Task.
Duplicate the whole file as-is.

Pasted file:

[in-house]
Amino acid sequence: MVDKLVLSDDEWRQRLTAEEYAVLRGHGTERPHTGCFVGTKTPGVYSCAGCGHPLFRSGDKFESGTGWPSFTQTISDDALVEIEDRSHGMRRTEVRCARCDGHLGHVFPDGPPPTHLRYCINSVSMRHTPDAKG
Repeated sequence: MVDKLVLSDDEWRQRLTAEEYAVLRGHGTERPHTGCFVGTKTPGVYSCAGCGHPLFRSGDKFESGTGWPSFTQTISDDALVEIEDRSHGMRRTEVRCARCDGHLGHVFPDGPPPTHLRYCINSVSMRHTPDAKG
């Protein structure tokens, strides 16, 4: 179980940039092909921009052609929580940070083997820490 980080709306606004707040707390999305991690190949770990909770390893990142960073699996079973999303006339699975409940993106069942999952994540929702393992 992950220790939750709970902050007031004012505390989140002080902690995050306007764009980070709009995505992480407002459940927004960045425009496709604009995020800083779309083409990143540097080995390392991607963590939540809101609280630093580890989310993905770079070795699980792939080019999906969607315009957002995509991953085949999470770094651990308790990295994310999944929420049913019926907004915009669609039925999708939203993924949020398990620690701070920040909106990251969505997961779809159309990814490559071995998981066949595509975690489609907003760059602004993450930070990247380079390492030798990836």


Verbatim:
[in-house]
Amino acid sequence: MVDKLVLSDDEWRQRLTAEEYAVLRGHGTERPHTGCFVGTKTPGVYSCAGCGHPLFRSGDKFESGTGWPSFTQTISDDALVEIEDRSHGMRRTEVRCARCDGHLGHVFPDGPPPTHLRYCINSVSMRHTPDAKG
Repeated sequence: MVDKLVLSDDEWRQRLTAEEYAVLRGHGTERPHTGCFVGTKTPGVYSCAGCGHPLFRSGDKFESGTGWPSFTQTISDDALVEIEDRSHGMRRTEVRCARCDGHLGHVFPDGPPPTHLRYCINSVSMRHTPDAKG
């Protein structure tokens, strides 16, 4: 179980940039092909921009052609929580940070083997820490 980080709306606004707040707390999305991690190949770990909770390893990142960073699996079973999303006339699975409940993106069942999952994540929702393992 992950220790939750709970902050007031004012505390989140002080902690995050306007764009980070709009995505992480407002459940927004960045425009496709604009995020800083779309083409990143540097080995390392991607963590939540809101609280630093580890989310993905770079070795699980792939080019999906969607315009957002995509991953085949999470770094651990308790990295994310999944929420049913019926907004915009669609039925999708939203993924949020398990620690701070920040909106990251969505997961779809159309990814490559071995998981066949595509975690489609907003760059602004993450930070990247380079390492030798990836």